Israelis have long described their region as a tough neighborhood. But the political map is suddenly getting tougher for the Jewish state.
The lead headline in Wednesday's Yedioth Ahranoth, one of Israel's top newspapers, declared: "A New Old Middle East."
"The political tsunami is here," the subheadline read. "Israel has lost its only friends… now, it's alone and isolated."
The article addressed Israel's diplomatic conundrum as it stands today. Israel now has no ambassador in Egypt. No ambassador in Turkey. In Jordan, demonstrations are being planned at the Israeli embassy in Amman. On top of it all, the Palestinians are going to the United Nations to seek statehood.
Israel's Channel 10 TV news did an interview with Yitzhak Levanon last night. The Israeli ambassador to Egypt described how he and dozens of Israeli embassy staff and their families were evacuated over the weekend. They fled to the Cairo airport as a violent mob of Egyptian demonstrators attacked the Israeli embassy building.
"There were lots red eyes and tears," Levanon said of the scene when at the airport in the early hours of the morning. "There were babies, kids in strollers and parents. Everyone was silent, until they got news that the six security guards back at the embassy were safe."
Later, the whole group was evacuated safely by an Israeli military flight.
Since the weekend, both the Egyptian and Israeli governments have pledged to keep their peace treaty in place. But for many Israelis, the embassy incident is a sign of troubling regional change.
To get a sense of how Israelis are feeling about regional developments, I paid a visit to Jerusalem's biggest shopping mall.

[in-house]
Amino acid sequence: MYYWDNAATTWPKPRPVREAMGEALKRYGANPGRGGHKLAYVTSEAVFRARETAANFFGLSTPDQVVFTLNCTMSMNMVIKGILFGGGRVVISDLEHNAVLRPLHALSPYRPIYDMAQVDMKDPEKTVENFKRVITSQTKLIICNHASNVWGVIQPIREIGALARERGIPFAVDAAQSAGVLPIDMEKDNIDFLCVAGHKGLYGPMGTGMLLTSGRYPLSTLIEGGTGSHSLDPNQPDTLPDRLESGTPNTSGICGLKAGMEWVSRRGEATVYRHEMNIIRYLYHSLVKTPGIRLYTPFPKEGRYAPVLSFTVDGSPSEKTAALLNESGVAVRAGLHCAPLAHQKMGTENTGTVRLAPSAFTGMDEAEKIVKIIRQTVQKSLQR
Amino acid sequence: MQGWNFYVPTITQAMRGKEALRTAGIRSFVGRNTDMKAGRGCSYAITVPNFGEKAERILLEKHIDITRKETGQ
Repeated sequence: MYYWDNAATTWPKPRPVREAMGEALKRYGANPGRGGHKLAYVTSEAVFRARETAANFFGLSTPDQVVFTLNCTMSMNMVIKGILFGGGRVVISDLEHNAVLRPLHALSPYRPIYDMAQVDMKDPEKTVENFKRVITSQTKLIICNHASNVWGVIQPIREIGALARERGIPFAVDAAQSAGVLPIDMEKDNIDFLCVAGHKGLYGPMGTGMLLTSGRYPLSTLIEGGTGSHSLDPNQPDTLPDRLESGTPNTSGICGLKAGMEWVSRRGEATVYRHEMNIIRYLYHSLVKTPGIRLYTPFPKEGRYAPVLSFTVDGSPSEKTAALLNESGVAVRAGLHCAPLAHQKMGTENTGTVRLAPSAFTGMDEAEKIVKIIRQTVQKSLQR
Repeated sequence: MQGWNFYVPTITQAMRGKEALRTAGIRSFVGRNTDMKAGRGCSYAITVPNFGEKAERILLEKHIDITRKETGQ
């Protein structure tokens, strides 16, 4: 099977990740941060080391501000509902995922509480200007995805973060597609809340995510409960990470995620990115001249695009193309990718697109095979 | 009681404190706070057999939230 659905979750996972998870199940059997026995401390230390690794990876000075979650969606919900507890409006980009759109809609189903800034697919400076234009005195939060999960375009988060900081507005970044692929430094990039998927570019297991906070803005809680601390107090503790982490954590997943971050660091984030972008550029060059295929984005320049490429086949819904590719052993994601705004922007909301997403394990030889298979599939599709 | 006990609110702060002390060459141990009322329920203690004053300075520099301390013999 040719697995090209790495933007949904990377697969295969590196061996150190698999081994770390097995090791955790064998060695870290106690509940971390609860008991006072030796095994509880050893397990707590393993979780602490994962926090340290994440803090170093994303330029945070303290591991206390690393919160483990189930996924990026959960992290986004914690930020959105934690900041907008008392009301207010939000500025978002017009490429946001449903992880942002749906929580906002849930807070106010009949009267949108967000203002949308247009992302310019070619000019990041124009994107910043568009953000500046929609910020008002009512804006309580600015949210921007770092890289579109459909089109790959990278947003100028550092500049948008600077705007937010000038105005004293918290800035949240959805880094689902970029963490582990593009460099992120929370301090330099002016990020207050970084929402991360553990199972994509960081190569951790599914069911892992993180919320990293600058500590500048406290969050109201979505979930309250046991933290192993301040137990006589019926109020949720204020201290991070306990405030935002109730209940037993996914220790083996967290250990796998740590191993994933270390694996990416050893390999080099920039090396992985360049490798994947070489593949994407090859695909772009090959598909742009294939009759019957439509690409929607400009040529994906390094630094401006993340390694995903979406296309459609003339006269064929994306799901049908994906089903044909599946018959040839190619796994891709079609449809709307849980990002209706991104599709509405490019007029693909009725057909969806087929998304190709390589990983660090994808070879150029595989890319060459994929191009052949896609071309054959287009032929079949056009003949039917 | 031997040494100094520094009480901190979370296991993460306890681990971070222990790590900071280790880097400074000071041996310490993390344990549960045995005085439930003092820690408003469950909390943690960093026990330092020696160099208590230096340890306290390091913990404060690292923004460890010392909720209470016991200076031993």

Yonah Hoenel is a 34-year-old Israeli immigrant from France. He told me he is not worried or surprised about the crisis in relations with Israel's neighbors.
In fact, Hoenel said he welcomed the news and he hopes it will lead Israel into a regional war.
"I hope we'll get to have a nice war very soon," Hoenel said. "This is my hope."
Why would he feel that way, I asked? "Because I don't think we need anybody," Hoenel said. "We are strong enough. We don't need the United States of America and they don't need us. So, I would like to see a new reality here."
Hoenel said Israel has tried making peace with hostile neighbors. Now, it's time to fight again. He went on to say that he believes in God, and that God would take Israel's side in any war that breaks out.
Liat is a 40-year-old mother of six kids. When I mentioned the worst-case scenario to her, she said most Israelis would like to avoid going to war. But she said the news does make her worry. So much so, actually, that she tries not to pay attention.
"I think it's a miracle that we're still in peace here," she said. "Not perfect peace, but we live in peace, sort of. And around us, [there are] a lot of enemy."
Liat became noticeably uncomfortable as she told me that she witnessed a bombing in Jerusalem during the second intifada. "I'm still traumatized," she said.
Israel's history is full of regional conflicts. And that is why 33-year-old Yochai — who was selling hand-made wooden furniture — told me he is not so worried about what is happening now between Israel, Turkey and Egypt.
"In all my life, I remember all the time ups and downs, so I don't think it's something unusual."
As many Israelis expected though, when revolutionary changes started sweeping through the Arab world at the beginning of this year, these are not usual times.